Mayor Danny Jones (second from left) points to his Chevy Volt with fellow electric car owners on Sunday afternoon.
Marty Weirick of South Charleston, a Chevy Volt owner, shows his feelings on his license plate.
CHARLESTON, W.Va. -- Larry Harris of Poca says he is approached often by people curious about his electric car. But he's always happy to talk to them about it."Most people don't just let anyone drive their car. I let dozens of people take mine for a ride because I want them to experience it -- and they always fall in love with it," said Harris.He and several fellow Chevy Volt owners, including Charleston Mayor Danny Jones, gathered Sunday afternoon to show off their electricity-powered cars and talk about alternative energy."This country is not friendly to these electric cars. When I travel across the state, they look at you like you're crazy when you ask to plug in your car to charge," Jones said. "They're not used to them yet."
Harris, who founded the state's first Electric Auto Association chapter, said the car will save him thousands. The car allows drivers to choose between electric or gas, and a lithium-ion battery guarantees nearly 40 miles gas-free.In addition, a gas generator produces electricity so drivers can travel almost 400 miles on a full charge and a full tank of gas.West Virginia has the best state tax credit for a Volt, which can mean a total write-off of $15,000 for buyers when combined with the federal tax credit.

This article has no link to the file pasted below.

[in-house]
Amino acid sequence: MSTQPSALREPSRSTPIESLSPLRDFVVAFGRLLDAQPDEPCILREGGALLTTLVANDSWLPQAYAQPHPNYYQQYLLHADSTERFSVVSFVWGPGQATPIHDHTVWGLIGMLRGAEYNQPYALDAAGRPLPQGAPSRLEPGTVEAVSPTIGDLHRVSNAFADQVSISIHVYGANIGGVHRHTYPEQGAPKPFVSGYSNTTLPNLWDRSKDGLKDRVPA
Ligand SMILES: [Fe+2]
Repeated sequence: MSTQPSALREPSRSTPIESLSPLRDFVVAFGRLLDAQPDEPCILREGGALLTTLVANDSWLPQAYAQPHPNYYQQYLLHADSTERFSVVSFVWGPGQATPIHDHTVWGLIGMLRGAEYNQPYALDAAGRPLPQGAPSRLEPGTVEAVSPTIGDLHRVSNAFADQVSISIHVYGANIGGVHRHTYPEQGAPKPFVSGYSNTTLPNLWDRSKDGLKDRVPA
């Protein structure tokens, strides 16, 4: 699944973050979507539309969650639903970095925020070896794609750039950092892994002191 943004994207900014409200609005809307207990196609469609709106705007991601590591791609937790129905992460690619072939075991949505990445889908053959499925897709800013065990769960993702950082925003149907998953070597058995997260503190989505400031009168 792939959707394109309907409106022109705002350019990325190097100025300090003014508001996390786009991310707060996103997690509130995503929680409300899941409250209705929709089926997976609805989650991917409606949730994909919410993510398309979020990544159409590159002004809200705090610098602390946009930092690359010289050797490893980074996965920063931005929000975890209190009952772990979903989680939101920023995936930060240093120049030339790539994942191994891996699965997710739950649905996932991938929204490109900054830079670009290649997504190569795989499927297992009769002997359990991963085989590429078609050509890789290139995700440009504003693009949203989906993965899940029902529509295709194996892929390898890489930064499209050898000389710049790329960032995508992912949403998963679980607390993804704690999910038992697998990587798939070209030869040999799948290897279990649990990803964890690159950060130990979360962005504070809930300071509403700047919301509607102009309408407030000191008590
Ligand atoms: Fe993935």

But Harris says it's not just about the financial savings."Gas prices are high. We don't want to have to depend on foreign countries and have all of our money flowing out," he said. "When you're running on electricity, you're running on coal."Lisa Mitchell of Mountain View Solar stopped by the small convention Sunday to talk to the electric car owners about installing solar panels in their vehicles."It's exciting to see so many of these cars in one place. You don't see them around here enough," she said."People are motivated to make changes primarily for financial savings right now. As more people learn about the Volts and different electric vehicle alternatives and the money they can save versus $4 for gas, I think more and more people will start driving them."Jones said while the cars are still often misunderstood, he thinks change is underway."We're heading to natural gas. When I'm out in California, all of the buses are powered by natural gas. But that doesn't mean the electrical cars wont sell. I think people can get used to them," he said.Reach Mackenzie Mays at Mackenzie.firstname.lastname@example.org